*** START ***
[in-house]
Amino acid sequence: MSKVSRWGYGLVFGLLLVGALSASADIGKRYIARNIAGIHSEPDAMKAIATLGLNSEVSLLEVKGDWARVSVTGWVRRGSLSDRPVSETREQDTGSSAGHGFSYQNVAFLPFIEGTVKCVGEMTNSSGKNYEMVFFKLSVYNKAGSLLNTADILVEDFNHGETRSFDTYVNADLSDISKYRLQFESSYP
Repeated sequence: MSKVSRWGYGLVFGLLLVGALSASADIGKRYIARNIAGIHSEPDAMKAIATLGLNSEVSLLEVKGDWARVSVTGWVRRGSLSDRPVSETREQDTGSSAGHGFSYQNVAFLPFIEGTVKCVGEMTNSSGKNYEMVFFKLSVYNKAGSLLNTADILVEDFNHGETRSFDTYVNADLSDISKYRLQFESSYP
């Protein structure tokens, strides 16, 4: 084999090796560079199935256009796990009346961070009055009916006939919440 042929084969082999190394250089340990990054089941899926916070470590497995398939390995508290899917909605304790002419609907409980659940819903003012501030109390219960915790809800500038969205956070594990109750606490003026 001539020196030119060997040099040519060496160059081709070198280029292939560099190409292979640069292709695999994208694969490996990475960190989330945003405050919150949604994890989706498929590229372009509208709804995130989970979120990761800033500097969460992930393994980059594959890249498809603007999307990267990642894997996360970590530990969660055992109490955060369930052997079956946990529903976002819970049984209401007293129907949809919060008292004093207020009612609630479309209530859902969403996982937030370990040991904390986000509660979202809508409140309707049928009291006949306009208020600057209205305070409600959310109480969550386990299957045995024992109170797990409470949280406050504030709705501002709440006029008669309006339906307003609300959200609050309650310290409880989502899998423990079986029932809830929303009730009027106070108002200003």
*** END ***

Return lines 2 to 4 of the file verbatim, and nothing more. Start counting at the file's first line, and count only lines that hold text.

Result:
Amino acid sequence: MSKVSRWGYGLVFGLLLVGALSASADIGKRYIARNIAGIHSEPDAMKAIATLGLNSEVSLLEVKGDWARVSVTGWVRRGSLSDRPVSETREQDTGSSAGHGFSYQNVAFLPFIEGTVKCVGEMTNSSGKNYEMVFFKLSVYNKAGSLLNTADILVEDFNHGETRSFDTYVNADLSDISKYRLQFESSYP
Repeated sequence: MSKVSRWGYGLVFGLLLVGALSASADIGKRYIARNIAGIHSEPDAMKAIATLGLNSEVSLLEVKGDWARVSVTGWVRRGSLSDRPVSETREQDTGSSAGHGFSYQNVAFLPFIEGTVKCVGEMTNSSGKNYEMVFFKLSVYNKAGSLLNTADILVEDFNHGETRSFDTYVNADLSDISKYRLQFESSYP
């Protein structure tokens, strides 16, 4: 084999090796560079199935256009796990009346961070009055009916006939919440 042929084969082999190394250089340990990054089941899926916070470590497995398939390995508290899917909605304790002419609907409980659940819903003012501030109390219960915790809800500038969205956070594990109750606490003026 001539020196030119060997040099040519060496160059081709070198280029292939560099190409292979640069292709695999994208694969490996990475960190989330945003405050919150949604994890989706498929590229372009509208709804995130989970979120990761800033500097969460992930393994980059594959890249498809603007999307990267990642894997996360970590530990969660055992109490955060369930052997079956946990529903976002819970049984209401007293129907949809919060008292004093207020009612609630479309209530859902969403996982937030370990040991904390986000509660979202809508409140309707049928009291006949306009208020600057209205305070409600959310109480969550386990299957045995024992109170797990409470949280406050504030709705501002709440006029008669309006339906307003609300959200609050309650310290409880989502899998423990079986029932809830929303009730009027106070108002200003």